The Roles of Tumor-Derived Exosomes in Altered Differentiation, Maturation and Function of Dendritic Cells
Tumor-derived exosomes (TDEs) have been shown to impede anti-tumor immune responses via their immunosuppressive cargo. Since dendritic cells (DCs) are the key mediators of priming and maintenance of T cell-mediated responses; thus it is logical that the exosomes released by tumor cells can exert a dominant influence on DCs biology. This paper intends to provide a mechanistic insight into the TDEs-mediated DCs abnormalities in the tumor context. More importantly, we discuss extensively how tumor exosomes induce subversion of DCs differentiation, maturation and function in separate sections. We also briefly describe the importance of TDEs at therapeutic level to help guide future treatment options, in particular DC-based vaccination strategy, and review advances in the design and discovery of exosome inhibitors. Understanding the exosomal content and the pathways by which TDEs are responsible for immune evasion may help to revise treatment rationales and devise novel therapeutic approaches to overcome the hurdles in cancer treatment.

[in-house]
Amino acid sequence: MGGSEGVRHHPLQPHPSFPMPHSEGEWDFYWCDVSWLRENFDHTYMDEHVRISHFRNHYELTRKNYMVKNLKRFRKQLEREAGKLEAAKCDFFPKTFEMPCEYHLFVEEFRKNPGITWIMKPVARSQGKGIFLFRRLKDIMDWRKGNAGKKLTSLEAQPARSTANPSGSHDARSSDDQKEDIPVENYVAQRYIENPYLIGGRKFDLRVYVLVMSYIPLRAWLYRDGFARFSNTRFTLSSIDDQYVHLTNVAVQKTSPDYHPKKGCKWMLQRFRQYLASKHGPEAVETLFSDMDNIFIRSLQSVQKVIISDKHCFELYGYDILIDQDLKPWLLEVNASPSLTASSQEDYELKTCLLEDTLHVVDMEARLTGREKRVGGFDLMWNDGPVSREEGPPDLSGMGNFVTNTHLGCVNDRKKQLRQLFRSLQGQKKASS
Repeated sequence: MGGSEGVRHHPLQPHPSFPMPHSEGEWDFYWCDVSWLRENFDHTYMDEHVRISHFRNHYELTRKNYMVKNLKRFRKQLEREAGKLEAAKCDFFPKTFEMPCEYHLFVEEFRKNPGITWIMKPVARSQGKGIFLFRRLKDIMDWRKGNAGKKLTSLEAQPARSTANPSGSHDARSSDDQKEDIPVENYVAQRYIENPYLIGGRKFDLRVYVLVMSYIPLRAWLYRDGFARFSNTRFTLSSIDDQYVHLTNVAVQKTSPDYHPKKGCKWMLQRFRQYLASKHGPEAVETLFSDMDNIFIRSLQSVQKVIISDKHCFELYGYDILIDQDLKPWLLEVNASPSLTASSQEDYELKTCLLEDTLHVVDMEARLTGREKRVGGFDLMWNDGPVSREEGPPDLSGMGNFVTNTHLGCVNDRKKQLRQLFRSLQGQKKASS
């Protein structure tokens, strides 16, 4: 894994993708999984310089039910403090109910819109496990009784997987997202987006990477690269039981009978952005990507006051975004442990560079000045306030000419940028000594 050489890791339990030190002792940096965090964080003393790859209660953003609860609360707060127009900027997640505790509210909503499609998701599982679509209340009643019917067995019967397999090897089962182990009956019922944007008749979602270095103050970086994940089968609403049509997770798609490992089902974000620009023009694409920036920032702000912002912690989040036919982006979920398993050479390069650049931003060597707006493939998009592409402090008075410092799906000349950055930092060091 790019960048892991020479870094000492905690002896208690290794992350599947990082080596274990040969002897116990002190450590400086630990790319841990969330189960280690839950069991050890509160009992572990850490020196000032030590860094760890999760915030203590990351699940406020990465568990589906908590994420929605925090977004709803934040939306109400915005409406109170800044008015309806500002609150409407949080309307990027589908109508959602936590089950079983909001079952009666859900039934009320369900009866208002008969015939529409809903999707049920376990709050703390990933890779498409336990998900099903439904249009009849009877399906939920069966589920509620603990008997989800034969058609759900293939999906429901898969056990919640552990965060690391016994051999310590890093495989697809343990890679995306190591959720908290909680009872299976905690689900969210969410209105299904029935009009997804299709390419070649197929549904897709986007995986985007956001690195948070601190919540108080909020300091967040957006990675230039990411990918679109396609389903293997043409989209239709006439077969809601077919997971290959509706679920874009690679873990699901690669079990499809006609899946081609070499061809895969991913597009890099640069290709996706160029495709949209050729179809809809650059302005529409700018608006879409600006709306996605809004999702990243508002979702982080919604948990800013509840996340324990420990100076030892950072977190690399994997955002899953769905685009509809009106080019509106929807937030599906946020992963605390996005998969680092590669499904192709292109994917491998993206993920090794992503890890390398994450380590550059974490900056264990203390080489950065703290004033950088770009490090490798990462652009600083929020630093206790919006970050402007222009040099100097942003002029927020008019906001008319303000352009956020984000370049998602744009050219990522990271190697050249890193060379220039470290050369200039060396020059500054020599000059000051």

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Hosseini, Reza; Asef-Kabiri, Leila; Yousefi, Hassan; Sarvnaz, Hamzeh; Salehi, Majid; Akbari, Mohammad Esmaeil; and Eskandari, Nahid, "The Roles of Tumor-Derived Exosomes in Altered Differentiation, Maturation and Function of Dendritic Cells" (2021). School of Graduate Studies Faculty Publications. 6.